Stove: That looks like it's made out of ice cream.
Me: You don't know what a milkshake is?
Stove: I've never had one before.
Me: What the fuck...  my 3-year-old nephew knows what a milkshake is.
Stove: I don't like milk.
Me: I don't like broccoli but I still know what the fuck it is.

3. High level of competence

Me: Can you order pizza for us?
Stove: How many should I order, what do you want, and how should I order it?
Me: You want me to hold your hand through the entire process? Just order the fucking pizza.

4. A decent level of intelligence and/or cleverness

Me: At least you'll never be homeless.
Stove: Yea, probably.
Me: Probably? You think there's a chance you might be homeless one day?
Stove: Maybe.
Me: Maybe? Are you fucking stupid? 

5. Extremely high sense of hygiene and cleanliness

Me: Dude, your towel smells like shit. Why don't you use a clean towel?
Stove: I figured you guys would want to use the towels.
Me: Your towel smells like shit. Smell it.
Stove: I didn't notice.
Me: What the fuck... how can you not notice?!?

6. Ability to be fun and make friends

D: Look how awkwardly Stove is in this picture.
Me: Haha, that looks creepy.
D: I'm going to crop him out.
Me: Okay.

7. Physically agile and athletic

Me: I'm gonna go for a run. 
Stove: I've never ran more than 2 miles. My knee is messed up.
Me: Shouldn't you get that fixed?
Stove: It requires physical therapy.
Me: Shouldn't you get that fixed?

8. Extremely good looking

I just threw this one in there because I think that no matter how dumb, obnoxious, or whatever a person may be, I'll give him a pass if he's a stud. Just saying.

Anyway, I'd apologize to Stove right here (in case he reads this) for being insensitive to his off-the-charts immaturity across the spectrum of life, but I'm not really sorry. He kept using the excuse that he's young with a rough childhood to cast some blanket excuse for why he is such a fucking unknowing doormat. But this seems like bullshit to me because honestly, we can all sit here with our thumbs in our asses and make excuses for ourselves. 

But you know what'd that make us? Fucking stupid, ignorant, and the like...

Tuesday, March 26, 2013

I got it from my mama

Mom: I pray everyday that you find a good guy, so you can finally settle down.
Me: I don't look at it that way.
Mom: How do you look at it then?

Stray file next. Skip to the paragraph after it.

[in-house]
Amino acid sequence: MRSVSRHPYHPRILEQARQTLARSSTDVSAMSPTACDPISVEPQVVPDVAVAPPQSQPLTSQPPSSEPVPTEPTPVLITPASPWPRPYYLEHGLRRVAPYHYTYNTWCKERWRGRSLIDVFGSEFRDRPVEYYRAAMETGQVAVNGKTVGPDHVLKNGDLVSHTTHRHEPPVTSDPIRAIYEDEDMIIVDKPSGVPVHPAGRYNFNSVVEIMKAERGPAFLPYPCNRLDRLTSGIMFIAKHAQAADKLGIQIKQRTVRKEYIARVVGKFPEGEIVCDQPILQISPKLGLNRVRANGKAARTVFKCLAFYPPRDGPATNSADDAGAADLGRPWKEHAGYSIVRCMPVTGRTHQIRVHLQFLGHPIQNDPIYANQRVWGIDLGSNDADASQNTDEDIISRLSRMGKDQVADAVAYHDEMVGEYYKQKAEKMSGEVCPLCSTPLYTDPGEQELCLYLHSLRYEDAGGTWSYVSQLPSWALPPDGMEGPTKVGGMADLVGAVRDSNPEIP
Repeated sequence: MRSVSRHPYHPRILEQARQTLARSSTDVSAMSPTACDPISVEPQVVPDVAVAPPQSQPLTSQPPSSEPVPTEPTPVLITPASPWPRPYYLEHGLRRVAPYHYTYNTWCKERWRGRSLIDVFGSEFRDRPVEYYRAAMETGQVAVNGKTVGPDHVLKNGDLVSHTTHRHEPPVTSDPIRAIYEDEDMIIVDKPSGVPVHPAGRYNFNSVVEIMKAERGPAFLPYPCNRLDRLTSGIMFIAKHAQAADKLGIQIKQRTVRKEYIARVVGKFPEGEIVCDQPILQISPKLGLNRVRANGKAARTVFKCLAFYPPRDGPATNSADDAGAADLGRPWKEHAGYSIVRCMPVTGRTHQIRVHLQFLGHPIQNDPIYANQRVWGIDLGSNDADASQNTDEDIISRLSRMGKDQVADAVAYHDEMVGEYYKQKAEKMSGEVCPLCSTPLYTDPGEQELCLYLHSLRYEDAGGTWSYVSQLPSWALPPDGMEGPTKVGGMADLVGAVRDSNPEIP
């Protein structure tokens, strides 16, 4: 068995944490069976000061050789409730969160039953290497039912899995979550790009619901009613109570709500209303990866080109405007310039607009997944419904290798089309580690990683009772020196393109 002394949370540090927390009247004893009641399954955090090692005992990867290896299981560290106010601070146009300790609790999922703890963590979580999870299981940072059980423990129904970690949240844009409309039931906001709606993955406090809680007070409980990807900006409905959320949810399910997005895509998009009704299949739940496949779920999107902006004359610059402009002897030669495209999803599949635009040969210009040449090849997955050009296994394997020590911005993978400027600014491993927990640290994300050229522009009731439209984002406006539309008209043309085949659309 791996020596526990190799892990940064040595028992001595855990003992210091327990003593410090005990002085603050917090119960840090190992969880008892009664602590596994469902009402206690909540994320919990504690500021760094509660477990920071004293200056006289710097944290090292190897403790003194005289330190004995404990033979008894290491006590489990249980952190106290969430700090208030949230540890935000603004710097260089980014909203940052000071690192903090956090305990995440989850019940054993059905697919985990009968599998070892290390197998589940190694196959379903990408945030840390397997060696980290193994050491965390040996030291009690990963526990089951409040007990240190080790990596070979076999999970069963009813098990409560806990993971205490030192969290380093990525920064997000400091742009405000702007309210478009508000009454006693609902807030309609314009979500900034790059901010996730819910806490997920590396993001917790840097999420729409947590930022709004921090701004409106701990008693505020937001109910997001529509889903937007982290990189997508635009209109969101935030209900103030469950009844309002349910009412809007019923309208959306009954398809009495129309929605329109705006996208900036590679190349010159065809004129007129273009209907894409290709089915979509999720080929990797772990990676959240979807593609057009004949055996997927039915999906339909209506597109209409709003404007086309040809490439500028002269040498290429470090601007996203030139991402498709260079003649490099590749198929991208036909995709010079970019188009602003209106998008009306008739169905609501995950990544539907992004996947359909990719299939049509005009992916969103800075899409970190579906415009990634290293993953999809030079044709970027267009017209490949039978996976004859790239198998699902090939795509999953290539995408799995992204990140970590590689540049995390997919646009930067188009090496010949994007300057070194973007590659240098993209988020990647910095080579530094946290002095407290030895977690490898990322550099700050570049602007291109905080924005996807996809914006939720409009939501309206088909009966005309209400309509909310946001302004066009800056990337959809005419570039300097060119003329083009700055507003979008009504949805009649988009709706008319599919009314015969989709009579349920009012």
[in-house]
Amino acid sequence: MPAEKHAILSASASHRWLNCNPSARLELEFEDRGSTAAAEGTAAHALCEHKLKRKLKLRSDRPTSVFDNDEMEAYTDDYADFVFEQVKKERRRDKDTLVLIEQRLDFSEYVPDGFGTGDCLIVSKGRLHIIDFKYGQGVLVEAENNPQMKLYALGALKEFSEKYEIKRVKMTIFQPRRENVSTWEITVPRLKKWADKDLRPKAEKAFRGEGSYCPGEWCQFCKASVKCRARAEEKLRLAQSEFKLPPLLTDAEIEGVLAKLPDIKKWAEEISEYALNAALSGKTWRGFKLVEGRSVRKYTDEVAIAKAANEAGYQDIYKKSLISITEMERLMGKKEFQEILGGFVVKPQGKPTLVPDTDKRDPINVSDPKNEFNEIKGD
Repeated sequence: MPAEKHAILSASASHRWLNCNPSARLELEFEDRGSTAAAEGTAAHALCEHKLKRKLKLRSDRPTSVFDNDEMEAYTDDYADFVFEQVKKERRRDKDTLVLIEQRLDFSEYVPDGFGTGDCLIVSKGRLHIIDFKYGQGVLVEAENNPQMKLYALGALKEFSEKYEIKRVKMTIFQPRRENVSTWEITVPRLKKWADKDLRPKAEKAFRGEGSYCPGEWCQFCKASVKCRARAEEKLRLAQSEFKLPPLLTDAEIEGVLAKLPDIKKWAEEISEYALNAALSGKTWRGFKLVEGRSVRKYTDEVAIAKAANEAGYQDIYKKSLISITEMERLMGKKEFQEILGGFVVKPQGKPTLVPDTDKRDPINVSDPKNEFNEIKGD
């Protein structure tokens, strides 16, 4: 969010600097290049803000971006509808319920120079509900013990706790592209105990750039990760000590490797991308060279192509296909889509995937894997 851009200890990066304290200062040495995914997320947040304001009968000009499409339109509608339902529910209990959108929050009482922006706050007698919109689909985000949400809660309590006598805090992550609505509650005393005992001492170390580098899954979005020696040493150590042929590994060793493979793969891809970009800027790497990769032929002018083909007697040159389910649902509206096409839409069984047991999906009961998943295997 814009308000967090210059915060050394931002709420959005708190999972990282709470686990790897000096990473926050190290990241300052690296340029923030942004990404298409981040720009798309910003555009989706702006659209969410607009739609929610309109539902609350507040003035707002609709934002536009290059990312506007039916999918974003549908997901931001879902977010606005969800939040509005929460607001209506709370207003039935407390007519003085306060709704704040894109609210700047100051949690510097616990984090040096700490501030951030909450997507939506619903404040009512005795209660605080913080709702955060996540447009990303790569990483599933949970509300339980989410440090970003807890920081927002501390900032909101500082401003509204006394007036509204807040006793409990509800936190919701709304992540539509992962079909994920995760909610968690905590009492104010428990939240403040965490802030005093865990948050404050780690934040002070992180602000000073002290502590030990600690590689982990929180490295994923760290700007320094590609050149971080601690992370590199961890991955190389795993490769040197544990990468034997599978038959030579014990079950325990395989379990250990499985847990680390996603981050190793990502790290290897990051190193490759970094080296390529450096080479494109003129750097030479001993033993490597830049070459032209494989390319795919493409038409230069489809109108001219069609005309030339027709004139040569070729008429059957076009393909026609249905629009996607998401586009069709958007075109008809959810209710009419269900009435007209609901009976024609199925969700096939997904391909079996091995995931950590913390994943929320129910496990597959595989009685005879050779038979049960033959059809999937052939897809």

Me: In my opinion, some guy out there is praying right now to meet the girl of his dreams. And maybe, if he prays hard enough, he'll find me. I'm not the one who's looking.

I was talking to my sister the other night, and she and I always come to a very hard realization that my mom is very confusing. My sister and I are what you might call "Spawns of Matriarchal Dominance."

Let me back up. There's definitely a trend.

My grandma, bless her 95-year-old heart, was trained to be the epitome of ideal housewife. She can cook, clean, sew, and raise babies like it's nobody's business. But because of the war, homegirl had to man the fuck up. She single-handedly supported the family and even managed to send my mom to college. As strong of a family cornerstone as she was (and still is today), she still dyed her hair until the day my grandfather passed away - because she knew that despite it all, she was still a lady. A vain one at that.

My mom wasn't too far off. During the '70s, not knowing a lick of English and with a few dollars in her pocket, she flew to Chicago to realize the American dream. She worked the night shift knowing full well the discrimination being thrown against her, grit-and-bore-it, and built the foundation to which she faced her biggest challenge - having children. By the way, there is not one single picture of my mom when she was pregnant. There are, however, dozens of her in skinny jeans and halter tops.

My sister and I were raised in a dichotomy of sorts.

On one side, my mom told us that we were smart, capable women who should never rely on anyone to do anything for us. If we want it, go and get it. This led to us being painfully opposed to asking others for help (and hating it when we had to), and also being extremely aggressive in our careers. Truth be told, sometimes it actually defined us as people.